UN rights chief sees ‘worrying signs’ in Bulgaria’s detention regime for migrants

11 Aug 2016

UN rights chief sees ‘worrying signs’ in Bulgaria’s detention regime for migrants

08-28-2015Migrants_Hungary.jpg United Nations High Commissioner for Human Rights Zeid Ra’ad Al Hussein today expressed serious concern that virtually all people entering Bulgaria in an “irregular manner” are subjected to detention, and that they could be prosecuted and even jailed if they try to leave, “placing many of them in an invidious Catch-22 situation.”

“This means that people who do not qualify under the strict definition of a refugee, but still have legitimate reasons for being unable to return to their home country, have hardly any avenues open to them,” said High Commissioner Zeid, in a news release issued by his Office (OHCHR).

“This is clearly inhumane and unacceptable,” he added.

The High Commissioner’s statement comes as OHCHR staff concluded the second of two visits to the country in the past eight months, revealing a number of disturbing policies and practices relating to migrants and refugees, as well as degrading conditions at some migrant detention facilities.

Mr. Zeid said he was particularly concerned about the reported disregard for due process and fair trial guarantees on a number of fronts in the Svilengrad Regional Court, where many of the criminal prosecutions for irregular border crossings take place.

“There are migrants who do not have access to adequate legal representation or translation services, to the extent that they are sometimes even unaware that they have been prosecuted – this is clearly contrary to fair trial and due process safeguards,” he noted.

Inhumane & unacceptable: Migrants in an irregular situation, prosecuted/jailed for trying to leave #Bulgaria pic.twitter.com/rapddN5JFC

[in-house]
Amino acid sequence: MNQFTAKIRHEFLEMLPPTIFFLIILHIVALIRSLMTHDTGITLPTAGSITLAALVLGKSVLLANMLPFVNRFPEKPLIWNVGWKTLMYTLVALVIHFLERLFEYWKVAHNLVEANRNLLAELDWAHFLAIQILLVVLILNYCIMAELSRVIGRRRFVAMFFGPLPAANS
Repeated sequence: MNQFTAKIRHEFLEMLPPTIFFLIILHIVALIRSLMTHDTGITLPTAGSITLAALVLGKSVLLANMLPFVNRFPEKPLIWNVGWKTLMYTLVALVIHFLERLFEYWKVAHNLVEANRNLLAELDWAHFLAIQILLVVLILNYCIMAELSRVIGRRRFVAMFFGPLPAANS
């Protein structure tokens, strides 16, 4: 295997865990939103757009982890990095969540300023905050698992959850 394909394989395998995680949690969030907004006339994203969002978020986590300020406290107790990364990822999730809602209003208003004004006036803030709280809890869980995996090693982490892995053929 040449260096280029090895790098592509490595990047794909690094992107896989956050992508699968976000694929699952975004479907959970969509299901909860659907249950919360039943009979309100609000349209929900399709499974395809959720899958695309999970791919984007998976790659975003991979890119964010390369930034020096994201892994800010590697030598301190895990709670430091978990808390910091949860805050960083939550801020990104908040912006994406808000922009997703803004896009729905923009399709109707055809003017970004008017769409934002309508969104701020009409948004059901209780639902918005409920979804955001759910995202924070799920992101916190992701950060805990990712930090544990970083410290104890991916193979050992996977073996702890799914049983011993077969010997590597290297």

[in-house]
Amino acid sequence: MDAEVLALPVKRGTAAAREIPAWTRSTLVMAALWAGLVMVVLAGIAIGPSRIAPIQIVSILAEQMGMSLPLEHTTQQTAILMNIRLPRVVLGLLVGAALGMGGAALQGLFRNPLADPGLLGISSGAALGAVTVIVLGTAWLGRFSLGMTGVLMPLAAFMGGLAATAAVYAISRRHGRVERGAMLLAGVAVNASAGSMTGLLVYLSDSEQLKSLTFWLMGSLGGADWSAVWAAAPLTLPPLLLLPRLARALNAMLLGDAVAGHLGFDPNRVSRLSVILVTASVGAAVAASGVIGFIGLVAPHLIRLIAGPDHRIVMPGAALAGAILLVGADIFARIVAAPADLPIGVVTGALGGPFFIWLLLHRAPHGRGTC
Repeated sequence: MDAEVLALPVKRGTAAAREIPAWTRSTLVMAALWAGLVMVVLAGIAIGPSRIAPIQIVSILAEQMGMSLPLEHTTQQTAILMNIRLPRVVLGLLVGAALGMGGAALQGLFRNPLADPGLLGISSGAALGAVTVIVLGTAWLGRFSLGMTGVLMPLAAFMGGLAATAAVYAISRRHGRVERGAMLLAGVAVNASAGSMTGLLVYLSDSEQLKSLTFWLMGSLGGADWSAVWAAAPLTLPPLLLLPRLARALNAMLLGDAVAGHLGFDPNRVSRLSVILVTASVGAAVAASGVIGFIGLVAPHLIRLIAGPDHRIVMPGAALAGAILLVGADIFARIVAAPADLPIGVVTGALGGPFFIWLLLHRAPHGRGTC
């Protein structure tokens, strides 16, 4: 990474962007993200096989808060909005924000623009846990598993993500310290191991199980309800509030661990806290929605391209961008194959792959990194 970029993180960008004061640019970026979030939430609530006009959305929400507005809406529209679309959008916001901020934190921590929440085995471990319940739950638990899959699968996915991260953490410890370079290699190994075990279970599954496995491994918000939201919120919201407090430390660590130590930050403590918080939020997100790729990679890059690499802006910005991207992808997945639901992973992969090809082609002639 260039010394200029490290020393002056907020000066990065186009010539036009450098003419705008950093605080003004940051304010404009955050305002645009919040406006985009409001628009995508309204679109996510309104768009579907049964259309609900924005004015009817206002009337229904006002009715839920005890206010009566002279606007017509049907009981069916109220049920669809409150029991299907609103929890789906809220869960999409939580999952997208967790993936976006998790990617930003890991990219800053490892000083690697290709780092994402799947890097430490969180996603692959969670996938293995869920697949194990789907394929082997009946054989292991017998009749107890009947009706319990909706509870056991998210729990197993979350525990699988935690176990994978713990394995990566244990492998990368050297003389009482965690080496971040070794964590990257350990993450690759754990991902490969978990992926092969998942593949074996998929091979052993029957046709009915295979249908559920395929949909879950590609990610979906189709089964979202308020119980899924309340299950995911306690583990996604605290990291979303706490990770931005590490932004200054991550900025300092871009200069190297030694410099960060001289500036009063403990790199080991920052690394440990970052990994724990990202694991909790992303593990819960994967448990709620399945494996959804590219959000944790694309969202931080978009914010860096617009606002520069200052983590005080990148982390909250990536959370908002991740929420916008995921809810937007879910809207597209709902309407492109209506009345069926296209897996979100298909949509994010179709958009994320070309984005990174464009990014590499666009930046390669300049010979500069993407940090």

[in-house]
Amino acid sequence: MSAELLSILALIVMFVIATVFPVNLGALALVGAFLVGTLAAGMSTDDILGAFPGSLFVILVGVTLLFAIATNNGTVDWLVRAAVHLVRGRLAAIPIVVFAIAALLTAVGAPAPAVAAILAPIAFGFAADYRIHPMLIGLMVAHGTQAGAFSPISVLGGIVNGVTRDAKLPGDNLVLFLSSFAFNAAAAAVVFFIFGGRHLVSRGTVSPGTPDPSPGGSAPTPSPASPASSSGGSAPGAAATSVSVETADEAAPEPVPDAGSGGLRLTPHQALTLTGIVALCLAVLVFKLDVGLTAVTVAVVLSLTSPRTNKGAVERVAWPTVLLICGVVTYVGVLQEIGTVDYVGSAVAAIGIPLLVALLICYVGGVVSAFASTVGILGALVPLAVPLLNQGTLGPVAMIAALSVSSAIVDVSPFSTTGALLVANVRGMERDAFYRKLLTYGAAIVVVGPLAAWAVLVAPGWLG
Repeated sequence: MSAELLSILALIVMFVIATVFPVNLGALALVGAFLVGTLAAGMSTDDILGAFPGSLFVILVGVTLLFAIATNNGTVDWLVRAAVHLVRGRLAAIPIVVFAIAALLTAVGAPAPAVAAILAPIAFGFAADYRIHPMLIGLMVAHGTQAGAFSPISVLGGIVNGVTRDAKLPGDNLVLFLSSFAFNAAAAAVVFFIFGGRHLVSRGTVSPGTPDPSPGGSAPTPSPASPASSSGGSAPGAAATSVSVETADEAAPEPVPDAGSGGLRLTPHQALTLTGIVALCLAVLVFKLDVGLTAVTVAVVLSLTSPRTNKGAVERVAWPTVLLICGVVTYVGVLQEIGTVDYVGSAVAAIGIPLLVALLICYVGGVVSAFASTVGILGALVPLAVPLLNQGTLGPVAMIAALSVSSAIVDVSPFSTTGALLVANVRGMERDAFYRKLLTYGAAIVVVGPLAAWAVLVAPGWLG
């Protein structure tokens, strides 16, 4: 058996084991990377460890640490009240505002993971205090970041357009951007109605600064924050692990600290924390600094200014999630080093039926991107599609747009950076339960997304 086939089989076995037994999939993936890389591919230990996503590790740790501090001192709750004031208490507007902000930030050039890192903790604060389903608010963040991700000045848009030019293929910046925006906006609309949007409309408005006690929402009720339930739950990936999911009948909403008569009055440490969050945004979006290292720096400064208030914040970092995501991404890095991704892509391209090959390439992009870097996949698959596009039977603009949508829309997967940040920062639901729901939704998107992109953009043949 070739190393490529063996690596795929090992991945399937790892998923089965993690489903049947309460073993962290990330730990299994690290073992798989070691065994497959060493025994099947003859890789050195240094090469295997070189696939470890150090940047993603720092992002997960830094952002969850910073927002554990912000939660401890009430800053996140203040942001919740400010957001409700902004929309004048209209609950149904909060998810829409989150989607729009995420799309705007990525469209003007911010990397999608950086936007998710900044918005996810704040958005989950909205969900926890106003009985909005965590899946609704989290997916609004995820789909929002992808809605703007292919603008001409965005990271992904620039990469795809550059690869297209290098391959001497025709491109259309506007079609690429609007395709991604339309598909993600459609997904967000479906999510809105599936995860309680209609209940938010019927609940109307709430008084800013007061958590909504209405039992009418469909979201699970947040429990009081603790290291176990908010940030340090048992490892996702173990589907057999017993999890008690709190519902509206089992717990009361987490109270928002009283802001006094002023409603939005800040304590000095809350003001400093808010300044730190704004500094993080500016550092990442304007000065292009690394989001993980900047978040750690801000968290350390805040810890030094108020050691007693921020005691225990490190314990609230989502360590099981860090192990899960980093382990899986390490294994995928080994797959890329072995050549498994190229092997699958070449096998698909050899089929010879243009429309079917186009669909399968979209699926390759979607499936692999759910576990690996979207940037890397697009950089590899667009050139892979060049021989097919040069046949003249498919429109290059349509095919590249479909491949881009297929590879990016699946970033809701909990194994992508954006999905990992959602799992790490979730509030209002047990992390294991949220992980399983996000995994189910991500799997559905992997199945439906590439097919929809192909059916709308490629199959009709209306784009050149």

— UN Human Rights (@UNHumanRights) August 11, 2016

Other concerns included ‘pushbacks’ into neighbouring countries, limited possibilities for people to integrate legally in Bulgaria, and persistent allegations of physical abuse and theft by law enforcement officials at border.

OHCHR added that attacks against migrants and refugees were rarely, if ever, punished, especially if committed by police, border guards or Government officials.

One such example is the recent halting by a Bulgarian court of all criminal proceedings related to the October 2015 killing of an unarmed Afghan man who was shot by border guards, said the UN human rights arm.

Rising xenophobia ‘most worrying’

“Rising xenophobia, Islamophobia and racism are among the most worrying threats to human rights in Europe today,” said the High Commissioner.

In particular, he expressed regret that Bulgarian public officials, including the Prime Minister, and elements of the media have made frequent aggressively anti-migrant statements.

“[It is] particularly disturbing to see important and influential public figures expressing support for illegal armed vigilante groups who have been brazenly hunting down migrants along parts of the border between Bulgaria and Turkey,” he said further, noting that the Bulgarian Government is not doing enough to challenge such alarming trends.

“Leadership is needed to create an environment conducive to respect for human rights, as well as to end violations and abuses when they occur,” he added.

Some positive developments

The press release also pointed out that the UN human rights team found some positive developments since their last visit in July.

One of these included the fixing of a six-day time limit for the registration of an asylum claim. This has occurred since the entry into force in December 2015 of legal provisions bringing Bulgaria’s law in line with the European Union’s Asylum Procedures Directive.

The UN human rights chief also said that his team had been impressed by the ‘many excellent, engaged and professional staff’ working in various Government institutions, including in Ministry of Interior detention facilities, as well as Sofia Central Prison.

Mr. Zeid also praised the fact that the country’s nascent guardianship system was recently extended to include migrant children.

“[The system] was one of very few measures relating to migrants that related to their welfare and was not focused solely on security,” he noted.